“We’ve had to change our corporate image over the millennia,” said Hayes easily as he entered the room. “It was a little crude in the old days. All that blood. All those eviscerations.” He wrinkled his nose in charming distaste. “We have it all worked out now,” he added. “Computers, mobile phones, satellite, cable, the Net...” His smile was radiant. “So much less messy, don’t you think?” His eyes strayed across the chalk circle, the bloodied formulae, the offerings.
“But it’s still basically the same deal?” insisted Terry. “I mean...”
“Oh, to live forever in an ecstasy of decadence? Unholy pleasures? Forbidden torments? Glimpses of the Far Side glorious enough to make mortal men go insane?” The salesman’s tone showed nothing but polite amusement. “If you like, Mr. Lomax. We cater to even the most conservative of tastes.”
Terry’s eyes widened. “You mean there’s more?”
Hayes smiled. “Of course, Mr. Lomax.”
“And...” Terry swallowed. “And my end of the... contract?”
Hayes looked at him tolerantly. “Oh, we’ve made a few adaptations to the times,” he explained. “We understand we can’t make the kind of demands on our customers we used to in the past. I mean, this isn’t the Middle Ages!” He gave another of his engaging smiles. “No. All our accounts sign a basic contract. I have a proforma here, if you’d like to run your eyes over the details.”
He opened his slim attaché-case to reveal a notebook computer. Flicking a few switches shortly revealed onto the monitor a one-page form bordered in pale blue entitled: Welcome to the GELAC family.
Terry frowned at it, puzzled and a little disappointed.
“Is this it?” he said at last.
Hayes smiled. “I suppose you were expecting something more traditional,” he said apologetically. “A lot of our accounts do. But the old-style format really does play hell with the admin. back at Head Office. This way we can just put everything onto the network and...”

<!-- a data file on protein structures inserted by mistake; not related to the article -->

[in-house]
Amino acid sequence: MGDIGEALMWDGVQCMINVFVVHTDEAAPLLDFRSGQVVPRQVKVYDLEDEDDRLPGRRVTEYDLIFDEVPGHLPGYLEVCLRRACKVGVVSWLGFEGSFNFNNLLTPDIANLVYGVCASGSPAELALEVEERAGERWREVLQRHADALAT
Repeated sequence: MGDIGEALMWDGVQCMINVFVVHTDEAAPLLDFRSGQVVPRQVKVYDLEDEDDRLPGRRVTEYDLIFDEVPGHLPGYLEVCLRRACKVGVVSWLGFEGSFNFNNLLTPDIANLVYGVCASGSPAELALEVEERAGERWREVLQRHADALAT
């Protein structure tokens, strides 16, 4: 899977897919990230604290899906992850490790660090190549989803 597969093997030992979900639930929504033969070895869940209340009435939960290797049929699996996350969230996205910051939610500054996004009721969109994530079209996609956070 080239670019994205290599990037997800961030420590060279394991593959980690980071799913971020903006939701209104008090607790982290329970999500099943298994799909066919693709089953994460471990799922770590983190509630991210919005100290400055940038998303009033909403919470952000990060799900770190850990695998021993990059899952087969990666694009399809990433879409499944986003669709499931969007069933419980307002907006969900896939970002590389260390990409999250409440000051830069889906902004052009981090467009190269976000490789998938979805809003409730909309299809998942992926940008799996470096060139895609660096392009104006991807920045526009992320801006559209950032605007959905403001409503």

“Well, we’ve had to clean up our act a bit. You can’t run a business entirely on anarchy, however heavy the emotional commitment to promoting it on a global scale. And since the Inquisition, souls haven’t really been viable currency anyway. So now all we ask of you is a certain amount of voluntary work - to promote the organization - and a single premium to be paid every half a century. It really is a great offer,” he added earnestly. “You can always tell the quality of a service if the employees themselves use it.”
“You mean you’re one of -” Terry’ head was still reeling with the phrase half a century. “You’re not a -”
“Voluntary worker for the company,” finished Hayes helpfully. “ Have been for fifty years.”
Terry gaped. “I’d have said you were twenty-three, maybe twenty-five,” he said in amazement.
Hayes smirked. “It’s a useful source of declarable income,” he continued.” It gets you an opportunity to meet like-minded people, to travel all over the world....”
“But under the terms of the contract you’d get that anyway,” objected Terry.
“Ah, but this is all about discretion,” explained Hayes. “You can’t go swanning about nowadays with that kind of cash without someone asking questions. Comes the time you’re going to have to explain where it all comes from. This way you’ve got a steady job, you can open accounts all over the world, the Company relocates you on a regular basis so you never have to stay in the same place long enough for people to get nervous at your extraordinary longevity and success.” The words rolled off his tongue like syrup.